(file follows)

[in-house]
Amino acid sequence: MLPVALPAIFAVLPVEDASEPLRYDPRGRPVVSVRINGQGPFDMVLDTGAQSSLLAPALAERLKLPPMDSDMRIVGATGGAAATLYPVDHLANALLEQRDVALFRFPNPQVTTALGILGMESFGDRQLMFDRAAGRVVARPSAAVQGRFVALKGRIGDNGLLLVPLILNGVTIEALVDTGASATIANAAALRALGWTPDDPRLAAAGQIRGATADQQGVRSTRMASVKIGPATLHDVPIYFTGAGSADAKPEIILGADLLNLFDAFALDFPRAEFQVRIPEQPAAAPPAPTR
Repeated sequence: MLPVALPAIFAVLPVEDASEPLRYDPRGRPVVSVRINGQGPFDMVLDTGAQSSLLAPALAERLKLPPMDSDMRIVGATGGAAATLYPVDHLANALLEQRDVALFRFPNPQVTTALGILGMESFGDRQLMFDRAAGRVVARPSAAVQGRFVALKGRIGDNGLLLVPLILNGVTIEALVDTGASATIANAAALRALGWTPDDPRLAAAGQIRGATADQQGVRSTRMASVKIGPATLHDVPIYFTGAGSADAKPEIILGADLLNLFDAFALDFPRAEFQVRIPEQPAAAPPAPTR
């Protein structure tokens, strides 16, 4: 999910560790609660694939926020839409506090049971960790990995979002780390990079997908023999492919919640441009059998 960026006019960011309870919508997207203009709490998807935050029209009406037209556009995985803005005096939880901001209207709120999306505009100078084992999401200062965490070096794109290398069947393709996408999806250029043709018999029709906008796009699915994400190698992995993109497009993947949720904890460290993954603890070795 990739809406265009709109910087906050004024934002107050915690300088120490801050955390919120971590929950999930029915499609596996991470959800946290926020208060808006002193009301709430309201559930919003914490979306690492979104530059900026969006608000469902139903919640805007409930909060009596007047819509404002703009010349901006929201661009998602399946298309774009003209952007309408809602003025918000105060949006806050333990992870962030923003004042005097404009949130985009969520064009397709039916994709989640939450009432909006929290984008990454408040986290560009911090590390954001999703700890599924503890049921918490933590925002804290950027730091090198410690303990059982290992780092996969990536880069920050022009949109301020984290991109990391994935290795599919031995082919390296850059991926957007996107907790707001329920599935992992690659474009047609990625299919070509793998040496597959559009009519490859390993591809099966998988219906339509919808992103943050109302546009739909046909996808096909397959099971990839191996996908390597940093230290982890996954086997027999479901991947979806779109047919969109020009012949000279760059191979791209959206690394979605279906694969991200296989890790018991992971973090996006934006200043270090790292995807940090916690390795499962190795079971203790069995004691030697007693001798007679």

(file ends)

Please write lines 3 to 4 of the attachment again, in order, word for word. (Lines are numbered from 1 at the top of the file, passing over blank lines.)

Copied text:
Repeated sequence: MLPVALPAIFAVLPVEDASEPLRYDPRGRPVVSVRINGQGPFDMVLDTGAQSSLLAPALAERLKLPPMDSDMRIVGATGGAAATLYPVDHLANALLEQRDVALFRFPNPQVTTALGILGMESFGDRQLMFDRAAGRVVARPSAAVQGRFVALKGRIGDNGLLLVPLILNGVTIEALVDTGASATIANAAALRALGWTPDDPRLAAAGQIRGATADQQGVRSTRMASVKIGPATLHDVPIYFTGAGSADAKPEIILGADLLNLFDAFALDFPRAEFQVRIPEQPAAAPPAPTR
């Protein structure tokens, strides 16, 4: 999910560790609660694939926020839409506090049971960790990995979002780390990079997908023999492919919640441009059998 960026006019960011309870919508997207203009709490998807935050029209009406037209556009995985803005005096939880901001209207709120999306505009100078084992999401200062965490070096794109290398069947393709996408999806250029043709018999029709906008796009699915994400190698992995993109497009993947949720904890460290993954603890070795 990739809406265009709109910087906050004024934002107050915690300088120490801050955390919120971590929950999930029915499609596996991470959800946290926020208060808006002193009301709430309201559930919003914490979306690492979104530059900026969006608000469902139903919640805007409930909060009596007047819509404002703009010349901006929201661009998602399946298309774009003209952007309408809602003025918000105060949006806050333990992870962030923003004042005097404009949130985009969520064009397709039916994709989640939450009432909006929290984008990454408040986290560009911090590390954001999703700890599924503890049921918490933590925002804290950027730091090198410690303990059982290992780092996969990536880069920050022009949109301020984290991109990391994935290795599919031995082919390296850059991926957007996107907790707001329920599935992992690659474009047609990625299919070509793998040496597959559009009519490859390993591809099966998988219906339509919808992103943050109302546009739909046909996808096909397959099971990839191996996908390597940093230290982890996954086997027999479901991947979806779109047919969109020009012949000279760059191979791209959206690394979605279906694969991200296989890790018991992971973090996006934006200043270090790292995807940090916690390795499962190795079971203790069995004691030697007693001798007679």